Proc. Civ. § 2452.
Plaintiff's assertion about S.L.'s "consent" is accurate. South Dakota law
presumes S.L. could not consent at the age of 15. But plaintiff has asserted
sexual harassment, hostile work environment, and constructive discharge
claims against defendants, not Ramstorf, under Title VII. See Docket No. 56 at
pp. 6-9. In those claims, plaintiff alleges Ramstorf's actions were unwelcome
and unsolicited and created an intolerable working environment. Id. at ¶¶ 45,
53, 55, & 56. Plaintiff further asserts in her complaint that Ramstorf's actions
caused her pain, suffering, mental anguish, loss of enjoyment of life, loss of
earned wages, and medical costs. Id. at ¶¶ 58-59. Whether S.L. found
Ramstorf's actions unwelcome or unsolicited is certainly relevant to her Title
VII claims. See Henthorn v. Capitol Communications, Inc., 359 F.3d 1021,
1026 (8th Cir. 2004) (hostile work environment claim requires proof that
plaintiff was subjected to unwelcome sexual harassment).
S.L's attitude toward Ramstorf's advances is also relevant to her
damages. Doe v. Oberweis Dairy, 456 F.3d 704, 714-15 (7th Cir. 2006).
Plaintiff's complaint places S.L.'s mental and emotional state in issue, seeking
damages for pain and suffering and emotional distress. Plaintiff cannot now
shield from discovery evidence that may tend to reflect S.L.'s mental and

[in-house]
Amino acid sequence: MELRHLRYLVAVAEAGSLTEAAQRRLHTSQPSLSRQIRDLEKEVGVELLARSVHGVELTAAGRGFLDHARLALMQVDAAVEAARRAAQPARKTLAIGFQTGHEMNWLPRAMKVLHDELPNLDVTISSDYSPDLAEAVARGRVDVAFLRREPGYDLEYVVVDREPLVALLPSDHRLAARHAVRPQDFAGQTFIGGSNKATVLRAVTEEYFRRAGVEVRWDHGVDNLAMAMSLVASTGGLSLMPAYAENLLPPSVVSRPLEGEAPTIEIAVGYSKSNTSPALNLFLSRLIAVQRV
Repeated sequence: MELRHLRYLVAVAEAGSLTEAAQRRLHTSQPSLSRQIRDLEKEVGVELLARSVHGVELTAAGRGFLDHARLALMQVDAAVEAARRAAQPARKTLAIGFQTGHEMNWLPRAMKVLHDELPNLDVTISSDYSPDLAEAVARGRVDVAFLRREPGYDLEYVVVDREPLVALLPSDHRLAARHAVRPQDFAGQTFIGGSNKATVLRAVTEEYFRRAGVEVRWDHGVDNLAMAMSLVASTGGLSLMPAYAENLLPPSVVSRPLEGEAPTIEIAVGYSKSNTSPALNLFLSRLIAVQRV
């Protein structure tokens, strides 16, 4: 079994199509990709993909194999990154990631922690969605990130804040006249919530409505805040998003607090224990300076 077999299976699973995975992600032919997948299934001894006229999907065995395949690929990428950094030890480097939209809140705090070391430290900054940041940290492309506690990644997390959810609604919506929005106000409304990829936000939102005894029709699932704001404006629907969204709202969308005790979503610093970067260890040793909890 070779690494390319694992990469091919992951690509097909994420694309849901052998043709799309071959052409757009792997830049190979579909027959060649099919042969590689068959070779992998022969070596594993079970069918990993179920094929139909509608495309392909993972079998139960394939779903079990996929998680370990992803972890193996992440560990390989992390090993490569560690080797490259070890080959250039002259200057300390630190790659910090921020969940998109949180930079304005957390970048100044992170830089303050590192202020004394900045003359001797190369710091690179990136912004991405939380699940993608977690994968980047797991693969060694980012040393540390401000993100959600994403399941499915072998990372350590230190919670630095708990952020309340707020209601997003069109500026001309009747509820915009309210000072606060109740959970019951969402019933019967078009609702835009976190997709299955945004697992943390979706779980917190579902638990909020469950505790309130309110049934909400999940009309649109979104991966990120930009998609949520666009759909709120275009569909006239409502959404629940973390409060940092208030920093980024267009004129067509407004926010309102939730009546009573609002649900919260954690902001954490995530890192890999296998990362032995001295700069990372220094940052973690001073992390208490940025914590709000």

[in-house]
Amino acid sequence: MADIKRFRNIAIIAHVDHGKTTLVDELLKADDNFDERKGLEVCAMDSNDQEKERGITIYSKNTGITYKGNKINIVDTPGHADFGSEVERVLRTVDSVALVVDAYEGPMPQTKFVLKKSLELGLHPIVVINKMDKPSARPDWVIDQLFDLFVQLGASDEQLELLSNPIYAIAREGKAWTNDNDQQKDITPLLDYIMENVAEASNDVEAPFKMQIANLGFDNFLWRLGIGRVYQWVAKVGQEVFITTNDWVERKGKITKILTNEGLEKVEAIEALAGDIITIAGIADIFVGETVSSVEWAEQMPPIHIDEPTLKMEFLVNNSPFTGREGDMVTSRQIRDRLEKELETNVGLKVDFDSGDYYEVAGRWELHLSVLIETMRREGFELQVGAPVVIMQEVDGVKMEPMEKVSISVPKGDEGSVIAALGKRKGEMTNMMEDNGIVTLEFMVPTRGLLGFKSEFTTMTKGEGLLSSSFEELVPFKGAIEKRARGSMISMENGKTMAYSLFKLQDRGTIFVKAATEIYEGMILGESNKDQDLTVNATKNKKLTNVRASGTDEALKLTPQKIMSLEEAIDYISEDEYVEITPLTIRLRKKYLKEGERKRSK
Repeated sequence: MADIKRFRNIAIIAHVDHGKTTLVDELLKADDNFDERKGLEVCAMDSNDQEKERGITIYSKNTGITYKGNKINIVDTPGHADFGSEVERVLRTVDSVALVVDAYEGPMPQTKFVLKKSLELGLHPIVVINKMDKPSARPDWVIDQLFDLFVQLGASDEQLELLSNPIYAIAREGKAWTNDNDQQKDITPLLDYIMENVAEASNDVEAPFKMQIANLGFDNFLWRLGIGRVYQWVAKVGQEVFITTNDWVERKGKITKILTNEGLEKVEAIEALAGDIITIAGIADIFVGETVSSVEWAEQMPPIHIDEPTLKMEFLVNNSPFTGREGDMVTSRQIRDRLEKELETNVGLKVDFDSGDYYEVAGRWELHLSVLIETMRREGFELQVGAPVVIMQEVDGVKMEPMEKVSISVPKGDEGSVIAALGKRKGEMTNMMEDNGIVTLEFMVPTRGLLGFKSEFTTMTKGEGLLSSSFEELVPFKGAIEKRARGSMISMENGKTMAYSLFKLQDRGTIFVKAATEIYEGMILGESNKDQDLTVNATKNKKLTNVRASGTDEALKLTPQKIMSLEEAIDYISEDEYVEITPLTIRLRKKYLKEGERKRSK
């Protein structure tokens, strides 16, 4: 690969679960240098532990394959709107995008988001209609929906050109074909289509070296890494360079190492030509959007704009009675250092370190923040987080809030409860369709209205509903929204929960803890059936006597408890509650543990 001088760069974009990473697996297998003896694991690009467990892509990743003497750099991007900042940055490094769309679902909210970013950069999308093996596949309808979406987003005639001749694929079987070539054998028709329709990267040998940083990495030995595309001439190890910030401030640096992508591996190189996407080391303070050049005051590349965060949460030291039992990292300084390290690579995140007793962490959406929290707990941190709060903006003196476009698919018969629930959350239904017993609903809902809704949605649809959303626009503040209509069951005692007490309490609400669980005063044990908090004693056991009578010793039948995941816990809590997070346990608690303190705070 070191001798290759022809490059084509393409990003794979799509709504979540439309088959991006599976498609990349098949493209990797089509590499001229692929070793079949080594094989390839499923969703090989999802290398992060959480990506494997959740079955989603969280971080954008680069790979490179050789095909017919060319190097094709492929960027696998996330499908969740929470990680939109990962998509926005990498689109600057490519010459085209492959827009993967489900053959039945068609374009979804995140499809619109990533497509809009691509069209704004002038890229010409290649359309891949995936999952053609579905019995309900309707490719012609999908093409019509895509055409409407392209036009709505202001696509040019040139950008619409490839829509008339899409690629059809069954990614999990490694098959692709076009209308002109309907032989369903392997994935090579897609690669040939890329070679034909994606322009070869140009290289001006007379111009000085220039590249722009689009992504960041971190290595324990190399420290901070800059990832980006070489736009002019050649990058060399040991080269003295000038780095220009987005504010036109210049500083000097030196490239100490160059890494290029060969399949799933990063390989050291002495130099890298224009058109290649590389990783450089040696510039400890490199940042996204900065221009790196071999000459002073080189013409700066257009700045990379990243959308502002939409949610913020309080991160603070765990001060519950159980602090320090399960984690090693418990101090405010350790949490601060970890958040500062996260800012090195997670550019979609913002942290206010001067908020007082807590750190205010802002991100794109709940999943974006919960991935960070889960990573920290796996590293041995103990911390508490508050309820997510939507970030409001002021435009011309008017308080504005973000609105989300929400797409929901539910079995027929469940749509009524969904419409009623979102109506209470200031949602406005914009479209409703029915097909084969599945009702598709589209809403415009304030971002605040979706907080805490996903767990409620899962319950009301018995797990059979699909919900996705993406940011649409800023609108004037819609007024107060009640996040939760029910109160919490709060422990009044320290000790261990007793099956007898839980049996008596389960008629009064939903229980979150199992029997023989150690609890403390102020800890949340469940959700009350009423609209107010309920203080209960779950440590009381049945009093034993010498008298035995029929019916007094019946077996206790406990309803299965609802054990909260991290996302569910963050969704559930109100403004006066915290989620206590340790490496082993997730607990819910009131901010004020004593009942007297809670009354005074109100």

emotional state. Anderson v. Clawson, 2014 WL 3725856 * 2 (N.D. Ca.
July 25, 2014).
Finally, the records requested are also relevant to S.L.'s credibility. S.L.
testified she destroyed her phone after Ramstorf was arrested. Yet there is
apparently indication from another witness and Ramstorf himself that S.L.
texted them after Ramstorf's arrest. Whether TracFone has records of texts
and phone calls on S.L.'s phone number after the date of Ramstorf's arrest is
relevant to S.L.'s credibility. See Syposs v. United States, 181 F.R.D. 224, 22829 (W.D.N.Y. 1998).
Having concluded that S.L.'s phone calls and texts may be relevant to
her claims, damages, and credibility, the court nevertheless points out that, at
this point, defendants' subpoena does not seek content of either the calls or the
texts. Instead, defendants seek only a list of calls and texts made.
Defendants have filed a motion seeking permission to file a surreply for
the purpose of demonstrating that S.L. was 16 years of age, the age of consent
under South Dakota law, for a portion of the time she and Ramstorf were
intimately involved. See Docket No. 96. Because the court finds the issue of
S.L.'s age to be beside the point regarding the relevancy issues plaintiff raises,
the court denies the motion to file a surreply brief.
Plaintiff argues that, because defendants' subpoena asks for a log of
every call and text made during the time period set forth in the subpoena, it is